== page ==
My mother keeps a number of fowls and as children they were our pets. I actually used to carry round an armful of cocks (boom boom) and they ALL had names (although I can assure you, none of them were called Ralph - which you will only 'get' if you've read Judy Blume's 'Forever'). Who on earth calls their penis Ralph? If you know a man who has (or in fact are a man who has), then please, write in - I'm eager to hear from you (I think).
Anyway I had no Ralphs but I had a lot of others. Some names were, I admit, more imaginative than others. My favourite was Ficus Benjamina, which is Latin for 'Weeping Fig' - so named because it got sick and had to be kept in a box next to a plant of the same name. Or Fireball - named after a song we had to sing in Drama at school about the onset of a nuclear holocaust. Clearly it must have made a deep impression on my young mind for me to name a chicken after it. If you don't know it, and I am willing to believe that it was not popular in the majority of schools, it goes something like:
'Fireball, burning in the sky, building every higher, are we gonna die? ARE WE GONNA DIE!?'.
What the hell is wrong with 10 Green Bottles I really don't know.
Then there was a whole raft of fowls named after TV/film characters. We had Dot and Ethel (after the two old birds on Eastenders), Bill and Ted etc etc.
And then, well then there were the unfortunates who were merely named for the physical attributes. For example:
- Chunky (who was, surprise surprise - a bit chunky)
- The Beautiful One (guess what? She was beautiful!)
- The Runt (who was, erm, small)
- Peahead (who had a small, pea-like head)
- The Pale One (who was pale - and got hit and killed by a car, prompting me to write a very maudlin poem called 'Ode to the Pale One'. No, I don't still have it but I think it started something like 'I saw your body, pale, lying on the road. Time froze, my grief rose'. I don't think it was up there with Byron or Shelley but it helped me with my grief. I seem to remember long hours sat in my bedroom listening to Guns 'n' Roses 'November Rain' and crying over the chicken's demise. I'm not sure Axel Rose was writing about a dead hen but it certainly expressed my mood)
- Turkey Features (guess what! She looked a bit like a turkey!);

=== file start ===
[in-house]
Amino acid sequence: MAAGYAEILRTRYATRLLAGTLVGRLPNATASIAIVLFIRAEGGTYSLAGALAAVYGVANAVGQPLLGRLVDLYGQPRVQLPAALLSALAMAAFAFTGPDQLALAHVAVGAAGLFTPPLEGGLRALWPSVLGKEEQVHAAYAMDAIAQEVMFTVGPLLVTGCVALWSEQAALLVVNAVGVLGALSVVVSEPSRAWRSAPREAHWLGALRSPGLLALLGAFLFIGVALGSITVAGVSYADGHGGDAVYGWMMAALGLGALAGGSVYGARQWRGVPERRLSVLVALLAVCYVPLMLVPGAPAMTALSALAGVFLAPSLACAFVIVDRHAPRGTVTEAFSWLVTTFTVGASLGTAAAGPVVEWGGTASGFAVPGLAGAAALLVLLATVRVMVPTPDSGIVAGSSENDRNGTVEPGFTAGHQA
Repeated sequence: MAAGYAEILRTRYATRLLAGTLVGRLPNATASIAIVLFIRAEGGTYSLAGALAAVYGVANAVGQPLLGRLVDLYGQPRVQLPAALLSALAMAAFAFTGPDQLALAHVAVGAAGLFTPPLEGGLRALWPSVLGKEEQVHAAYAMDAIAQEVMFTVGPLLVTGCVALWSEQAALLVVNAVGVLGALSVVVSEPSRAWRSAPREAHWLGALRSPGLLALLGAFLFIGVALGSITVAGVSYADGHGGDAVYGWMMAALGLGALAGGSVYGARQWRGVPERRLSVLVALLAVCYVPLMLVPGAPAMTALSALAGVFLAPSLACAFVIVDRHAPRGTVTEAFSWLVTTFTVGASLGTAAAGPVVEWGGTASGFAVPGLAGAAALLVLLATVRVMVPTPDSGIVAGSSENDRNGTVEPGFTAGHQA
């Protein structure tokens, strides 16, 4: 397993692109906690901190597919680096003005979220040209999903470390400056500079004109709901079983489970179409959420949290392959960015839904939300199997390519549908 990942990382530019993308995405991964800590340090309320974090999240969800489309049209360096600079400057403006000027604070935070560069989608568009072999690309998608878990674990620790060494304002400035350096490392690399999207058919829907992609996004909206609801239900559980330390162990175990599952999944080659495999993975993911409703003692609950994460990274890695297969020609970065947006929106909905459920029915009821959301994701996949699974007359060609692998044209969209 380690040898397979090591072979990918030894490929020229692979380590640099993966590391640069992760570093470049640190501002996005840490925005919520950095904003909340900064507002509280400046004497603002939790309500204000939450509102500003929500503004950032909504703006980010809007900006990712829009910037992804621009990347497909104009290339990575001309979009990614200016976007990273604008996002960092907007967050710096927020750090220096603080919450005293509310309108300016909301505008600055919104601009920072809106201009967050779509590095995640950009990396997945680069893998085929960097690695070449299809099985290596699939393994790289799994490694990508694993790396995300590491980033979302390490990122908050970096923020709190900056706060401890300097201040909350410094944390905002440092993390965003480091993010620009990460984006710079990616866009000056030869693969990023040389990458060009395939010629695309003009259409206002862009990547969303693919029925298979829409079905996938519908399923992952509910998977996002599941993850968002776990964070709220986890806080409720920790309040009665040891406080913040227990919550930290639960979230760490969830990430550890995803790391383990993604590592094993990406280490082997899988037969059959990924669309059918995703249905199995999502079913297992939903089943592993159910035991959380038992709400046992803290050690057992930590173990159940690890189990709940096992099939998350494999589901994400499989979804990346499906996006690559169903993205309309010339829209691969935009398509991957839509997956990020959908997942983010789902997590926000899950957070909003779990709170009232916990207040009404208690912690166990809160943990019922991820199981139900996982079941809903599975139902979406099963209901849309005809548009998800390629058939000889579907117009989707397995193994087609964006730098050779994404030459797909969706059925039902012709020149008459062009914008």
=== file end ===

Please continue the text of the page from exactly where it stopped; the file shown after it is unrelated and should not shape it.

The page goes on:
- and best of all 'Non-Descript - who had no outstanding features whatsoever and was rather dull as a consequence.
So when we had a baby cockerel who cracked out of his egg on Easter day, what did we call him?
You have to remember we were only children and my mother had clearly given up trying to rein in the chicken names by this point. Which is probably why, when we had a small group of young cockerels (cockerels are male chickens if you don't know a lot about fowls - which I've been shocked to discover, many people don't) who all started having rampant sex with eachother (and the cat) my brother and I named them 'The Gays'.
And so came the fateful day when the Vicar's Wife came round to deliver the Parish newsletter and my mother invited her in for a quick chat. Que a small girl (i.e. me) running in to the Living Room shouting 'Mum! Mum! Come quick! The Gays are in the garden and they're trying to have sex with Jesus! You need to get the broom!'.
To say a look of great bemusement crossed the Vicar's wife's face would be something of an understatement.
My poor mum knocked back her tea and said 'oh don't worry, Jesus is a cockerel!'.
Because that really explains it all doesn't it?
I'm sure the Vicar's Wife would have loved to have asked who/what 'The Gays' were but I'm guessing she was afraid to ask.
Needless to say, we weren't invited to her Summer Garden Party.
Gawd, it must have been a laugh a minute mothering me.
So on that note, have a Happy Easter but be very careful how you let your children name your pets.